International Space Station: Twenty Years of Continuous Human Presence

Page 41

International Space Station

Twenty Years of Continuous Human Presence


The International Space Station: The greatest science show in the universe BY CRAIG COLLINS


efore humans had taken up permanent residence aboard the International Space Station (ISS), science was there. The first space station module entered orbit in 1998 with an experiment payload – an investigation evaluating the growth of protein crystals in microgravity – that has since helped investigators treat diseases and disorders on Earth. In the 1990s, after all the space station international partnerships had been formalized and the station’s first building blocks were being produced with Congress’ approval, NASA issued a public announcement of the new space station’s missions. First among them:

Opposite page: European Space Agency astronaut Alexander Gerst, Expedition 40 flight engineer,

NASA photo

conducts a session with the Capillary Flow Experiment (CFE-2) in the Harmony node of the International Space Station in June 2014. CFE is a suite of fluid physics experiments that investigate how fluids behave in microgravity, which could benefit water and fuel delivery systems on future spacecraft. Scientists designed the CFE-2 to study properties of fluids and bubbles inside containers with a specific 3-D geometry. Right, top: The Destiny laboratory, partially covered with shadows in the foreground, is seen in this photo taken through a window on space shuttle Endeavour’s aft flight deck in December 2001, while the International Space Station (ISS) was still under construction. The U.S. Orbital Segment of the space station was designated a U.S. National Laboratory in 2005. It includes three ISS laboratory facilities: NASA’s Destiny, the European Space Agency’s Columbus module, and the Japan Aerospace Exploration Agengy’s Kibo module. Right: NASA flight engineer Serena Auñón-Chancellor floats in the Destiny laboratory module in June 2018 with gear from an investigation into how blood cell production is altered in microgravity, the results of which may improve the health of astronauts on long-term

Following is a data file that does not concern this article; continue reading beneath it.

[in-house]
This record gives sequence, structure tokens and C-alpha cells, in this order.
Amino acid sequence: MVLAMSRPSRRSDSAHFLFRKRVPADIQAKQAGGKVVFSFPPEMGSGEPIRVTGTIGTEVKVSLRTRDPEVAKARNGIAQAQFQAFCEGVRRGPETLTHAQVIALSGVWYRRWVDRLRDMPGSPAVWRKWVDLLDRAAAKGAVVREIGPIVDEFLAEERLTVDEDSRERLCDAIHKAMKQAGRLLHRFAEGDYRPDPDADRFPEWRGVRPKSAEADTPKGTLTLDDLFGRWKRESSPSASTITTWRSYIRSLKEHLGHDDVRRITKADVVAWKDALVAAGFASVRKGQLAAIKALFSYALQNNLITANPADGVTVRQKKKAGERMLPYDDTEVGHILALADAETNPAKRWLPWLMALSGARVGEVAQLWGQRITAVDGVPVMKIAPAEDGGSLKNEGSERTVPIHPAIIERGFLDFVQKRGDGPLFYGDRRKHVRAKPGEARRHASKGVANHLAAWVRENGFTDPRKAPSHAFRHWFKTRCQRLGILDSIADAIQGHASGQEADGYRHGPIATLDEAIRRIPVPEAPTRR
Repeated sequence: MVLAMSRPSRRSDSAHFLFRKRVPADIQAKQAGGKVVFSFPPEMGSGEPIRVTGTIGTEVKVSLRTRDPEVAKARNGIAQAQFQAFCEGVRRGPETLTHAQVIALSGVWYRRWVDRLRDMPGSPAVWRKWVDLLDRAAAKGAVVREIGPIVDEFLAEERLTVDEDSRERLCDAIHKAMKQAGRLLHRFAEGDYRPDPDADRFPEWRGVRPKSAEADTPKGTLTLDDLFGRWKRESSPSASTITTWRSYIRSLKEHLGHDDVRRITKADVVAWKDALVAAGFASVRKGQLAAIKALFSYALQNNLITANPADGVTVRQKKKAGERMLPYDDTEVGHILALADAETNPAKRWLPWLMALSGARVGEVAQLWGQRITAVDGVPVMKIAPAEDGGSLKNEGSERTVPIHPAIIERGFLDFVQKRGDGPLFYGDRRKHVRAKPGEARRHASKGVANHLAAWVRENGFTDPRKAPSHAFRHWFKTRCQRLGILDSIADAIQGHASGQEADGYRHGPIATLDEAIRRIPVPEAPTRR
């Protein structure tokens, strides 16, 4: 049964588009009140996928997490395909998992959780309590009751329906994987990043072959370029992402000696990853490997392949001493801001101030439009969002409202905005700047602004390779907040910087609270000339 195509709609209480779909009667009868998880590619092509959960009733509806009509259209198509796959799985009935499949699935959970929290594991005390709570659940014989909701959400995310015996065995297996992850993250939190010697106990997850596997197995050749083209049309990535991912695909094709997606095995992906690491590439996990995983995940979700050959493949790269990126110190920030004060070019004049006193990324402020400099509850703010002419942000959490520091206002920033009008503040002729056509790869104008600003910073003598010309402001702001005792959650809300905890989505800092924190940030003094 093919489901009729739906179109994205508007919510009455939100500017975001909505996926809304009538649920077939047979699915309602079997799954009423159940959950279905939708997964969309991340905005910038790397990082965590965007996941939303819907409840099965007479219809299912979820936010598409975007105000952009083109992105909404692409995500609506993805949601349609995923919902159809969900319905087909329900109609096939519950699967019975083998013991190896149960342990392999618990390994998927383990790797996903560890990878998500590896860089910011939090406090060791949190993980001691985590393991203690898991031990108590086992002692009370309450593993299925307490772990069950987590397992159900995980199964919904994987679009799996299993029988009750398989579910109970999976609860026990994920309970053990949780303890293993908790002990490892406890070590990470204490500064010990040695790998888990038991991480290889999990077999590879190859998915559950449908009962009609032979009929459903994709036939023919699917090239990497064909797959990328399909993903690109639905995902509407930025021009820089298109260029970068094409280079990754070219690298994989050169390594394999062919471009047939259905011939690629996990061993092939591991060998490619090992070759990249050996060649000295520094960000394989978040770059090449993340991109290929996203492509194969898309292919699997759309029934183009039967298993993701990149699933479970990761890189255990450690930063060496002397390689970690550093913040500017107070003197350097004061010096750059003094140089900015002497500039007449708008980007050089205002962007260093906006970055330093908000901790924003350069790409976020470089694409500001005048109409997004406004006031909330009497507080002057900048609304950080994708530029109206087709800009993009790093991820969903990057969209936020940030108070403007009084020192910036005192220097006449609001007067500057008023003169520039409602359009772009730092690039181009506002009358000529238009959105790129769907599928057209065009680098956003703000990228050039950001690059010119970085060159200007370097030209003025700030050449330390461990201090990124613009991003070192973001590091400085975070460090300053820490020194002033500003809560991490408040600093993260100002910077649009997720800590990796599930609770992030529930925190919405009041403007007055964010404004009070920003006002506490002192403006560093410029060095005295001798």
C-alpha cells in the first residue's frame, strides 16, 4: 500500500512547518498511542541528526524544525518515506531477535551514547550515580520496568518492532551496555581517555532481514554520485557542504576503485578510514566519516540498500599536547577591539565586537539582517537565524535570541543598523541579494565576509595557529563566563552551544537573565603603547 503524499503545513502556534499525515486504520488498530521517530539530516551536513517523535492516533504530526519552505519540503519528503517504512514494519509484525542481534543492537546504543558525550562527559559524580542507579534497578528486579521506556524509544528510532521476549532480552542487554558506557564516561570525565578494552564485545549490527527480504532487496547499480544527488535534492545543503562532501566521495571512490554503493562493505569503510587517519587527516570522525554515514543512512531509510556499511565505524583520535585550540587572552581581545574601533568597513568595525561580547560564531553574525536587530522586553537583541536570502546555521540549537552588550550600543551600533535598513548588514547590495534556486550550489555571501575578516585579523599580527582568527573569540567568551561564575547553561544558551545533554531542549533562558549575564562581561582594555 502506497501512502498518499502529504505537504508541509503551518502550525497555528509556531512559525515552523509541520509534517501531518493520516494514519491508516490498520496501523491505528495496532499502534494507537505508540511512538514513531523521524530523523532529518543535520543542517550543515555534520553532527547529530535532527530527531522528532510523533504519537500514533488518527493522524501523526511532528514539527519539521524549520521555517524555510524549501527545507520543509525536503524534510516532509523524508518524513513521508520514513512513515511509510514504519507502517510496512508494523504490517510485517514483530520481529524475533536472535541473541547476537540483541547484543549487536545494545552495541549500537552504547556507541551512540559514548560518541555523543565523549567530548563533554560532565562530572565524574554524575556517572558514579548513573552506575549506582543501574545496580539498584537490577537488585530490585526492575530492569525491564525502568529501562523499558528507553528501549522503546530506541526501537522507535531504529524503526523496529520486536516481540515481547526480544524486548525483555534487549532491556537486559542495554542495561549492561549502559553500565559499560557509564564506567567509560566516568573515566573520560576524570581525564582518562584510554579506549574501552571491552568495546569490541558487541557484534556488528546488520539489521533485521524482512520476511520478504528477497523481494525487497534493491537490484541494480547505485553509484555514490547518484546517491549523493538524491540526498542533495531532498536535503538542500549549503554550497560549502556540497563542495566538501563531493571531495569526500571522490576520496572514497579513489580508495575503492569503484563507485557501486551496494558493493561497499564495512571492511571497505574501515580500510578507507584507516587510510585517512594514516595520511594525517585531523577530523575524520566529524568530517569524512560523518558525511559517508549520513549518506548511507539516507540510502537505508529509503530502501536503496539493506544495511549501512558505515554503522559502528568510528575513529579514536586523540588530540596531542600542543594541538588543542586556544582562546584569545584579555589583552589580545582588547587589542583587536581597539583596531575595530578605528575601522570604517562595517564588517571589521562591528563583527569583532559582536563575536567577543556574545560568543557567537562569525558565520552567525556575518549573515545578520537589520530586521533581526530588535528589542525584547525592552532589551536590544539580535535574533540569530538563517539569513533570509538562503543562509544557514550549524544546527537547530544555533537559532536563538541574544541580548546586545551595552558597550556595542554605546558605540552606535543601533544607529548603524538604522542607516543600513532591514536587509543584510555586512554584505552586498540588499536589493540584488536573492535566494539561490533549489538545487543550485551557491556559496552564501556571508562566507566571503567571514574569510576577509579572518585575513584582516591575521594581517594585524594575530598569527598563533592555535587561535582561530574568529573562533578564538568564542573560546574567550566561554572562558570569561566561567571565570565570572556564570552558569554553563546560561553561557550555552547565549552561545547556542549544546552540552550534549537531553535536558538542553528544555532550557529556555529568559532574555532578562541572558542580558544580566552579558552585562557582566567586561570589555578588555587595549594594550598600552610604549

NASA photo

missions and help patients on Earth with mobility and aging issues. Scientific research conducted on the space station not only helps to improve life on Earth, but aids in plans for future long-term space exploration.